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Tennessee moved from the middle of the pack in 1997 to the second spot by 2008 in state rankings for the percentage of overweight people. Although the reasons for the fat splurge are hard to pinpoint, people on the front lines of the fight against obesity often cite a lack of good information about healthy eating and active living.

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There’s evidence that public campaigns to change behavior are getting results, but there’s also concern that the message may not be taking hold in rural areas. Tennessee dropped two spots to being the fourth-most-overweight state, based on data from the U.S. Centers for Disease Control and Prevention. Schlundt took the raw data and analyzed them for trends.

Places such as Lawrenceburg don’t have YMCAs that offer discounted rates or free access. Nor have they received millions of dollars in federal funds to combat obesity such as the $7.5 million grant Nashville’s Metro Public Health department received.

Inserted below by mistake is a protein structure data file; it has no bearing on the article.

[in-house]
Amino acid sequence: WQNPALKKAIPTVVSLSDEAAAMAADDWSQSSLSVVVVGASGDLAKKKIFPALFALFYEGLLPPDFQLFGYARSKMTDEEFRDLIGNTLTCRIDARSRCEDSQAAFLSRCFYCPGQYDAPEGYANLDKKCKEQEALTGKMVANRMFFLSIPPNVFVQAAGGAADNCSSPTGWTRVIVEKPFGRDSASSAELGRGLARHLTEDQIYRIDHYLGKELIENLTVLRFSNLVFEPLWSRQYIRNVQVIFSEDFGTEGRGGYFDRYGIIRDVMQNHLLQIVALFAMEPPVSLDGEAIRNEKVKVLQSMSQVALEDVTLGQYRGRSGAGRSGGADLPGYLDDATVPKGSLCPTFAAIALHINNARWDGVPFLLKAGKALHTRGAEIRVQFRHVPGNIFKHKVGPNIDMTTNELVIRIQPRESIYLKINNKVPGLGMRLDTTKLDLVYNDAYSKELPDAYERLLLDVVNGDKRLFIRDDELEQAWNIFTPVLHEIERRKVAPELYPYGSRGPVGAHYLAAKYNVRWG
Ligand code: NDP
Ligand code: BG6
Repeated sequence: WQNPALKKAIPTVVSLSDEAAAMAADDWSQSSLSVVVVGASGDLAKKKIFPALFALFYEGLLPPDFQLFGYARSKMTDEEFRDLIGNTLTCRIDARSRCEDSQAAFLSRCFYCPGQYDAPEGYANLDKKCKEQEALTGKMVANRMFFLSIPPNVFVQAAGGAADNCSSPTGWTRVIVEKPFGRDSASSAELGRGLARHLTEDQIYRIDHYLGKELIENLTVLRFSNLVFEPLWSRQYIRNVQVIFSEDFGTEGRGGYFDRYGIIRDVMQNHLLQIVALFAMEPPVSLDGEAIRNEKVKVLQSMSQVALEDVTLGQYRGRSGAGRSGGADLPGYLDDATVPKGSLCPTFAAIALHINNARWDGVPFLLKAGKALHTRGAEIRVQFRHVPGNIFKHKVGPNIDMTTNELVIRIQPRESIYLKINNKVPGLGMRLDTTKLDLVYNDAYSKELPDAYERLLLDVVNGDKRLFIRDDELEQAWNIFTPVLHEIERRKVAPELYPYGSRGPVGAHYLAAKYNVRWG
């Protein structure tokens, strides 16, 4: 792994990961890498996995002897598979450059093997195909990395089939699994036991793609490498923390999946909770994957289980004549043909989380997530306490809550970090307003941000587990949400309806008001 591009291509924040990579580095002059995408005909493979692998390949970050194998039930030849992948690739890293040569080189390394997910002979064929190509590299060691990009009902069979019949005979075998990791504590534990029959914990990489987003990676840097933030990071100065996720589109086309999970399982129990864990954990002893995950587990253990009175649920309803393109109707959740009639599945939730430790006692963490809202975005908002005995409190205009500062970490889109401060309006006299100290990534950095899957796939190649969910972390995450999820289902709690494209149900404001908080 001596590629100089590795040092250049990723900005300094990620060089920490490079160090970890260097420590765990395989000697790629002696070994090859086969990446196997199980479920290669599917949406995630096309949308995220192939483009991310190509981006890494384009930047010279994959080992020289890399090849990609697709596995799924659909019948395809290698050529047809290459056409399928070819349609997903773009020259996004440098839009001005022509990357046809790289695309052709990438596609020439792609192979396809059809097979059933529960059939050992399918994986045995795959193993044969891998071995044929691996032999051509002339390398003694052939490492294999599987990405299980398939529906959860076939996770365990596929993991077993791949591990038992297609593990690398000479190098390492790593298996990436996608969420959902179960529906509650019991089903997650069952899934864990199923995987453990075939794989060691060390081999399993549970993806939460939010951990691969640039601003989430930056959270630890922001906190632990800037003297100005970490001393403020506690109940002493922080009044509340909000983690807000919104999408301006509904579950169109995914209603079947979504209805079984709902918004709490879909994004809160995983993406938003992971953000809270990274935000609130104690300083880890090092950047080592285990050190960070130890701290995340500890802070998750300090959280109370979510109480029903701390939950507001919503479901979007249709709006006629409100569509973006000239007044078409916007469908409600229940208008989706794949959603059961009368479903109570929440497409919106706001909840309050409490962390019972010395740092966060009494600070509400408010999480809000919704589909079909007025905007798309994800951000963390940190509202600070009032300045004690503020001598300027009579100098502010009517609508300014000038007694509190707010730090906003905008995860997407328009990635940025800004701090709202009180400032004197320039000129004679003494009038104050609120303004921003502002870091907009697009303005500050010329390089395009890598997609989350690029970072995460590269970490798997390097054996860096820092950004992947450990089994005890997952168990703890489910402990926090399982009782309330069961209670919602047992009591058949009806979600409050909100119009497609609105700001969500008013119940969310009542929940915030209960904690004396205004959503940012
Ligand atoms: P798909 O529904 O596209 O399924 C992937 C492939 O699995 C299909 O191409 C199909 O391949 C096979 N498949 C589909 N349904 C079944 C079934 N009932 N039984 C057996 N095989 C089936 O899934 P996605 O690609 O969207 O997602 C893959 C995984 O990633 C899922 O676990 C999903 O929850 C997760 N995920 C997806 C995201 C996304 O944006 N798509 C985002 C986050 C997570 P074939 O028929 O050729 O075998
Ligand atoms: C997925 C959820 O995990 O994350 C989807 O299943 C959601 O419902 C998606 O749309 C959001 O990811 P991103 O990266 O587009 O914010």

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Besides tracking the percentage of people overweight, the CDC also keeps tabs on those who are fat enough to be considered obese. Tennessee dropped from third in this category in 2009 to eighth in 2010. But only a fraction of a percentage point separated it from Texas, Louisiana, Kentucky and South Carolina, which did worse.